Carruthers reinvented the static 18-square board of the original series to a lively, flashing, 54-square board that mixed and matched different prizes, cash values, instructions, and the vile Whammys, those little red monsters that taunted the contestants and took away all their money. The host was commercial pitchman Peter Tomarken, who later quipped that he was the host of the most popular game show whose title nobody remembered (most fans didn’t know the title Press Your Luck when they recognized him in public; they all thought the name of the show was Big Bucks No Whammys). Press Your Luck became a cult classic, running for three years before enjoying a phenomenal afterlife through reruns in syndication, on USA Network, Game Show Network, and Buzzr. It would be revived twice in the 21st century, as Whammy! The All-New Press Your Luck for Game Show Network, and again under its original title for ABC, where it is now beginning its fifth season in prime time.
That evening, game show fans settled in for the nighttime debut of Wheel of Fortune. Wheel had been a daytime game on NBC for the past 8 ½ years, and while 8 ½ years is certainly a respectable tenure for any show, it had never been a particularly noteworthy success.
And that’s why the TV business was blindsided by what happened when nighttime Wheel quietly debuted in the fall of 1983. The show exploded. It became a national phenomenon; by 1986, it was averaging 40 million viewers per night. To put that in perspective: on an average night in 1986, more people saw Wheel of Fortune than saw the movie Star Wars in all of 1977. “Vanna-Mania” swept the country, with letter-turner Vanna White releasing an autobiography and even a line of Barbie-style dolls in her own image. Host Pat Sajak’s bone-dry wit was a unique style that made him stand out in his own way in the television landscape. And a simple game—hangman with a wheel, a game that anybody could play—turned into a game that everybody would watch.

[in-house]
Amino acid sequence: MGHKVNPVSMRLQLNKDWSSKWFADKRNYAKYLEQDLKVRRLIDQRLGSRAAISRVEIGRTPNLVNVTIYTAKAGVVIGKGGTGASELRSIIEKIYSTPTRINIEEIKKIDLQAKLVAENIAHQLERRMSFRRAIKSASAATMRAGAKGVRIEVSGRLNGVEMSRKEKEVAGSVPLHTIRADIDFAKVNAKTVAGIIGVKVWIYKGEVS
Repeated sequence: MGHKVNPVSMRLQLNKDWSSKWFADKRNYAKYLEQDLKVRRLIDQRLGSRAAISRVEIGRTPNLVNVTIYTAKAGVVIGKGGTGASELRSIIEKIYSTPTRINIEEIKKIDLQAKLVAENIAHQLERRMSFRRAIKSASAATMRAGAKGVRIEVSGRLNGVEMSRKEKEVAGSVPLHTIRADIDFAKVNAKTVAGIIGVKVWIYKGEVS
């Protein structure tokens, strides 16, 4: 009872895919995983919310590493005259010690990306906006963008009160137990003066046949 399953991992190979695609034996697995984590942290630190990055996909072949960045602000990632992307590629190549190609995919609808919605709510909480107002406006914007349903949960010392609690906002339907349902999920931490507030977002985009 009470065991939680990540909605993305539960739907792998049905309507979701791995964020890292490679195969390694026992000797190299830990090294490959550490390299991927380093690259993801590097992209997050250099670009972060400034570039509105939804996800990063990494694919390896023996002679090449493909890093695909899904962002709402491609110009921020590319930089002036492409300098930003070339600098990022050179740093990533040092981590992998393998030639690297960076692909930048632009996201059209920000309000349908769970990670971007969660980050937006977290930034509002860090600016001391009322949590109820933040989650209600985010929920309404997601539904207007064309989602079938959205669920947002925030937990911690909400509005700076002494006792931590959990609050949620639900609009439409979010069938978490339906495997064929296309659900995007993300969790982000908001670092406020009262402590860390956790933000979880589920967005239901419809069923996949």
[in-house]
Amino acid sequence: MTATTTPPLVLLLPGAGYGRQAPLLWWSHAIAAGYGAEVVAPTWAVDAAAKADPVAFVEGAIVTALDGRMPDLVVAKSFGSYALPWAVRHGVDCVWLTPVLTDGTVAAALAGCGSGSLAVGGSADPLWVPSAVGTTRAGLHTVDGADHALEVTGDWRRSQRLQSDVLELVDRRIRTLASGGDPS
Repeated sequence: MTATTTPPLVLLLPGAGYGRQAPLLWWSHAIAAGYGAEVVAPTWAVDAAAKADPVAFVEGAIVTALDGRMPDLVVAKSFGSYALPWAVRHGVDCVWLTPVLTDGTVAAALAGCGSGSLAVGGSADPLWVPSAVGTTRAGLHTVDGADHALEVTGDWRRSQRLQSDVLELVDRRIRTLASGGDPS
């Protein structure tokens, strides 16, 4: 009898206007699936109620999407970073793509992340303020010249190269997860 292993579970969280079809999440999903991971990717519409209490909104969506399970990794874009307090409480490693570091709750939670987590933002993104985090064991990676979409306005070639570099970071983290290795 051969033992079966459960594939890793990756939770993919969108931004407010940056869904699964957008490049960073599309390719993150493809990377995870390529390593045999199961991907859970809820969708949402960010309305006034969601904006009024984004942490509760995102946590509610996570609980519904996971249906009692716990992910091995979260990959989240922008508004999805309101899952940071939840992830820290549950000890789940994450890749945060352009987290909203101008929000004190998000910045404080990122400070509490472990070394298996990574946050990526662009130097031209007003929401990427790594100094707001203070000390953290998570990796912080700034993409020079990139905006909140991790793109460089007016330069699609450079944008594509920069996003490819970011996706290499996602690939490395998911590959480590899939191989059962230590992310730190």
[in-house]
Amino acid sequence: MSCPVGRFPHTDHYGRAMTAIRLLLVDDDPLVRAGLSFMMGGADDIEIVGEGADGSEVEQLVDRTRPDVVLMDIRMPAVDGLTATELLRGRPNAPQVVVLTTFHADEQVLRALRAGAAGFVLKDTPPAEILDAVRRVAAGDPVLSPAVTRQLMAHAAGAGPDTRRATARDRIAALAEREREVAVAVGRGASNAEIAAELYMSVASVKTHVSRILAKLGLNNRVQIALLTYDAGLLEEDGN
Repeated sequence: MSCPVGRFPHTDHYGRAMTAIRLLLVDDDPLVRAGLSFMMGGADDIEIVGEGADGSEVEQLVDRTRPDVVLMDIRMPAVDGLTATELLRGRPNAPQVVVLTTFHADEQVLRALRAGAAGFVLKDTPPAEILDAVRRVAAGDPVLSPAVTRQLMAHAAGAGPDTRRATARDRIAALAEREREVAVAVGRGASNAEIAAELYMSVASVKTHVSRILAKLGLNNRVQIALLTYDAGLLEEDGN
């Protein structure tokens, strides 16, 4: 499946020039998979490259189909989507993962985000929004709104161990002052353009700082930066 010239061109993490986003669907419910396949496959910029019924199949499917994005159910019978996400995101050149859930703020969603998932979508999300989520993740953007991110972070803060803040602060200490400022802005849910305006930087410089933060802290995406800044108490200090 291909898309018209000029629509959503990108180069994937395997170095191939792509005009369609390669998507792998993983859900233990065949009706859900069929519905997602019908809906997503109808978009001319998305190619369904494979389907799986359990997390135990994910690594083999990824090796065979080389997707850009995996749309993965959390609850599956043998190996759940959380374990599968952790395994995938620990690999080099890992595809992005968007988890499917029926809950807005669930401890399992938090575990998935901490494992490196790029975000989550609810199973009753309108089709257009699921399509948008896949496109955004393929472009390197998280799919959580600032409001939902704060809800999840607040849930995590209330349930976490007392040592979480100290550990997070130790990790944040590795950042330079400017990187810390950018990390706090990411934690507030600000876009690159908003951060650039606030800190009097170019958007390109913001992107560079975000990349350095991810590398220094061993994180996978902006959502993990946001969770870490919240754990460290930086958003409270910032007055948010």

Jeopardy!, Press Your Luck, and Wheel of Fortune: Three iconic game shows that have almost nothing in common except for two details. They all got their start in that two-day stretch in 1983—and all three of them are still on the air in the fall of 2023.
DO YOU REMEMBER…THESE OTHER GAME SHOWS ON THE AIR IN SEPTEMBER 1983?
DREAM HOUSE (NBC) – Bob Eubanks hosted a Q&A game played by young married couples. Winning the game earned a room’s worth of furniture and appliances. The winners played the bonus round for the grandest grand prize on television: a house, to be constructed anywhere that the couple wanted.
TATTLETALES (CBS) – Bert Convy hosted this series, in which celebrity couples played a game similar to The Newlywed Game. The studio audience was divided into three rooting sections, one for each couple onstage. All the money that a couple won by correctly matching answers was divided among the audience members in their rooting section. CBS installed a check-cutting machine in the back of the studio, and the audience collected their winnings on the way to the exit.
SALE OF THE CENTURY (NBC) – Jim Perry was the host as contestants answered trivia questions worth $5 apiece. The game would be interrupted several times by Instant Bargains, in which players were given the chance to buy prizes at extreme discounts: A sailboat for $6, or a dream vacation for $13. The champion accumulated money in their “savings account,” with bigger prizes available as they won more games—a Cadillac on sale for $530, or a briefcase stuffed with $75,000 for $650.